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Overproduction of mucus is an important cause of death in asthma. This study investigated the role of γ-aminobutyric acid (GABA) synthetic enzyme, glutamic acid decarboxylase (GAD) and the subtype A GABA receptor (GABAAR) in airway epithelial cells and mouse models and their roles in asthma.
The authors performed immunoblot assays and immunohistochemistry to look at expression of GABAAR subunits in pulmonary epithelial cell lines, and investigated GABA evoked currents. They also sensitised and challenged mice with ovalbumin (OVA) to induce asthma like reactions, and studied interleukin (IL)-13 expression.
GABAAR and GABA production mechanisms were expressed in pulmonary epithelial cells and mouse lung tissue. GABA evoked rapid inward flow of current which was inhibited by GABA antagonists. GABA also induced an increased level of mucin-like glycoprotein production. The expression of GAD and GABAAR in airway epithelial cells was significantly increased after allergen exposure in both human asthmatic subjects and mice sensitised to OVA. Mice demonstrated an increased expression and production of IL-13 after allergen exposure. In vivo, GAD and GABAAR expression was significantly increased in mice given IL-13. When sensitised mice were challenged with OVA in the presence of GABA antagonists, goblet cell hyperplasia and mucus production were reduced but the increased expression of IL-13 was unaffected.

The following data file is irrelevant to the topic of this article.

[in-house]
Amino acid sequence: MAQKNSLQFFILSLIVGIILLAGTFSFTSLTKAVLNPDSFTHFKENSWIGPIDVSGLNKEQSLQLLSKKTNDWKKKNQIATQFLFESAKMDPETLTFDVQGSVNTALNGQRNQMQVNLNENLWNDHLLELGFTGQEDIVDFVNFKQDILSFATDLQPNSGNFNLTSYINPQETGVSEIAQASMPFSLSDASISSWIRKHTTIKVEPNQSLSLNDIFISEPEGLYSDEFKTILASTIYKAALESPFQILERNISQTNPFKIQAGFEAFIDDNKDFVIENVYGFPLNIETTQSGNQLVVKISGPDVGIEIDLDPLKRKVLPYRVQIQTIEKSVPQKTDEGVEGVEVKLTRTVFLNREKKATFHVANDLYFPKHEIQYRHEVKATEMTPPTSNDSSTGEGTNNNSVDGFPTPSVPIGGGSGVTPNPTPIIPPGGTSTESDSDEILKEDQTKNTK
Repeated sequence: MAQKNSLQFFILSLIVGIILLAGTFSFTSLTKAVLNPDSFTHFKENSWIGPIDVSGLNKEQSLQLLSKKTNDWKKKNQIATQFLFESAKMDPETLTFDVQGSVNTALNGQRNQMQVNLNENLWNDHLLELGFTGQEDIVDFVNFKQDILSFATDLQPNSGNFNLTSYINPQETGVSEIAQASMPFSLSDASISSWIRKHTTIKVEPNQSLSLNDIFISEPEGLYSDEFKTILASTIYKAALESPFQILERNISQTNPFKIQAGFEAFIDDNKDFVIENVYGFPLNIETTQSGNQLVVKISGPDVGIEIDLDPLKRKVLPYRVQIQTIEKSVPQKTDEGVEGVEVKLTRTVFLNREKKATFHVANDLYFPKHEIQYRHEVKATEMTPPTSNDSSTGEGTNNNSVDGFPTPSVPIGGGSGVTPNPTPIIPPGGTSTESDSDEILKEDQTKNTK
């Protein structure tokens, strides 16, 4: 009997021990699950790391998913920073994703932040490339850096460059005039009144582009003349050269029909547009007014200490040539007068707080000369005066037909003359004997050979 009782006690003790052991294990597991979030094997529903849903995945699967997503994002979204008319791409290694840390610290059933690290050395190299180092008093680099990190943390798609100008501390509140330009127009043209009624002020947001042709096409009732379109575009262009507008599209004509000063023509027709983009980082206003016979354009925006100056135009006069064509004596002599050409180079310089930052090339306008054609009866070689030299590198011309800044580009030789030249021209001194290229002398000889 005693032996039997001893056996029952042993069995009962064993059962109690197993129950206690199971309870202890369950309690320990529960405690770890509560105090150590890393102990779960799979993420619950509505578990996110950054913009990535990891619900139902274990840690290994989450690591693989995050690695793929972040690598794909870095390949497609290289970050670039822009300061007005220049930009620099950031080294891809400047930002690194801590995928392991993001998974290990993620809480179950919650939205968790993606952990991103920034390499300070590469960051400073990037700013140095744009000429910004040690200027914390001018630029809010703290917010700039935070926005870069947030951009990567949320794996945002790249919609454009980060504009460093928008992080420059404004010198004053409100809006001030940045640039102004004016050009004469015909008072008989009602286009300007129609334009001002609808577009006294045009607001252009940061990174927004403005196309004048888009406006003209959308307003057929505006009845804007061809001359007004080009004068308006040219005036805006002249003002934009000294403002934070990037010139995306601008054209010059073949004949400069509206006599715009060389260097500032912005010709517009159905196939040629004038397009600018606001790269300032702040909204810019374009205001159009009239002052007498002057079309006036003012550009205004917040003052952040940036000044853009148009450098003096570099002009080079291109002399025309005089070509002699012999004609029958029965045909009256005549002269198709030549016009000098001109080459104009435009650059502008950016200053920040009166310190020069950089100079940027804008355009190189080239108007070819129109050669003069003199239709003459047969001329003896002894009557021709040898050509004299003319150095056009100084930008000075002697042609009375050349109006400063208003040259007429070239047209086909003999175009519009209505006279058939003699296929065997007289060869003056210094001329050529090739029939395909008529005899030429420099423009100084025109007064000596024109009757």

Inhibition of this GABAergic system resulted in reduced goblet cell activation and less mucus production. The airway epithelial GABAAR may be a useful target for therapeutic interventions in asthma. IL-13 may have an important role in initiating the airway epithelial GABA signalling pathway in asthma.
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